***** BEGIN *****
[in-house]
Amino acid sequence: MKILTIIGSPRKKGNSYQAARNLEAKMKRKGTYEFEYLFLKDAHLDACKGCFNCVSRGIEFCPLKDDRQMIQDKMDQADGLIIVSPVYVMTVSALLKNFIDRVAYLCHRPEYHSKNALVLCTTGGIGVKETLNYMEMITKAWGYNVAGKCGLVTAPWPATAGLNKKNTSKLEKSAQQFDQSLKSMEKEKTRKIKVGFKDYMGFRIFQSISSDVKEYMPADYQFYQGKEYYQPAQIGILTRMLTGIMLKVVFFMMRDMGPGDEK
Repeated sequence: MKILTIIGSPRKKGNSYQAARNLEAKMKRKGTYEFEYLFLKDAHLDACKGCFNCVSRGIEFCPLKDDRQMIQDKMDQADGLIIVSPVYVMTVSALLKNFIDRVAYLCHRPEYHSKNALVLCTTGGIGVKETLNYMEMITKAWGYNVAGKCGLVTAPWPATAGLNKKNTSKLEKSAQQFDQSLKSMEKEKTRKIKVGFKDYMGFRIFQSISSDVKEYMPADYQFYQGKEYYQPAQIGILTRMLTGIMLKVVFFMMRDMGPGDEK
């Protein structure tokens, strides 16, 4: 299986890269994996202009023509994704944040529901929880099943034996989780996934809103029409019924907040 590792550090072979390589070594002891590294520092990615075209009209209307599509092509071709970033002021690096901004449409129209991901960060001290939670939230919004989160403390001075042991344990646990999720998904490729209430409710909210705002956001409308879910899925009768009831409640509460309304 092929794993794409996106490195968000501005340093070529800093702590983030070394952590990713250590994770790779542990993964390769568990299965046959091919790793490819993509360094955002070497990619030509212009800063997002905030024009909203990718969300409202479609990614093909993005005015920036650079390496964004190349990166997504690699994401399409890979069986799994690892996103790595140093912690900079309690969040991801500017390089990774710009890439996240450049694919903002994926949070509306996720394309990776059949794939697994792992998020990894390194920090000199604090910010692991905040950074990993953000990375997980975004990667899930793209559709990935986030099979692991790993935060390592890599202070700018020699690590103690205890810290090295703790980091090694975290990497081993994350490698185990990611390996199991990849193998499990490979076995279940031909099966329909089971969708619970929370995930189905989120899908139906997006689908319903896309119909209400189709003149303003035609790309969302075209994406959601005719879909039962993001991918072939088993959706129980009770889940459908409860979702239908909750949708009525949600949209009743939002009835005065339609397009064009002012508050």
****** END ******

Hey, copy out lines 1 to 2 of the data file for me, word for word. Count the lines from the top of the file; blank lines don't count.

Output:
[in-house]
Amino acid sequence: MKILTIIGSPRKKGNSYQAARNLEAKMKRKGTYEFEYLFLKDAHLDACKGCFNCVSRGIEFCPLKDDRQMIQDKMDQADGLIIVSPVYVMTVSALLKNFIDRVAYLCHRPEYHSKNALVLCTTGGIGVKETLNYMEMITKAWGYNVAGKCGLVTAPWPATAGLNKKNTSKLEKSAQQFDQSLKSMEKEKTRKIKVGFKDYMGFRIFQSISSDVKEYMPADYQFYQGKEYYQPAQIGILTRMLTGIMLKVVFFMMRDMGPGDEK